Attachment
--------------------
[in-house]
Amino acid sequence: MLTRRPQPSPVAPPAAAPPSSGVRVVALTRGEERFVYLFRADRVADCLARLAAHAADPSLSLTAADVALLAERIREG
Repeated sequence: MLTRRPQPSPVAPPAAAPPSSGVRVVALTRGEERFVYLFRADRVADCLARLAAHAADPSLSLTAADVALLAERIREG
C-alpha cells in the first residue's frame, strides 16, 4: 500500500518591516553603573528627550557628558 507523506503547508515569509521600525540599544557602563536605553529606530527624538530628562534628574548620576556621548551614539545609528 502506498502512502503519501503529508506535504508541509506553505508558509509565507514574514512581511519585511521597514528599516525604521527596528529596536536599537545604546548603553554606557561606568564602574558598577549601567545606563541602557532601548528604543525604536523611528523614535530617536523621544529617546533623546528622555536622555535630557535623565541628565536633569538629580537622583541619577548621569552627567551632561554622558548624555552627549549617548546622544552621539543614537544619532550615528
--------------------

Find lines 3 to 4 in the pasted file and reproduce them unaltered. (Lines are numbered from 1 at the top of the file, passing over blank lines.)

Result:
Repeated sequence: MLTRRPQPSPVAPPAAAPPSSGVRVVALTRGEERFVYLFRADRVADCLARLAAHAADPSLSLTAADVALLAERIREG
C-alpha cells in the first residue's frame, strides 16, 4: 500500500518591516553603573528627550557628558 507523506503547508515569509521600525540599544557602563536605553529606530527624538530628562534628574548620576556621548551614539545609528 502506498502512502503519501503529508506535504508541509506553505508558509509565507514574514512581511519585511521597514528599516525604521527596528529596536536599537545604546548603553554606557561606568564602574558598577549601567545606563541602557532601548528604543525604536523611528523614535530617536523621544529617546533623546528622555536622555535630557535623565541628565536633569538629580537622583541619577548621569552627567551632561554622558548624555552627549549617548546622544552621539543614537544619532550615528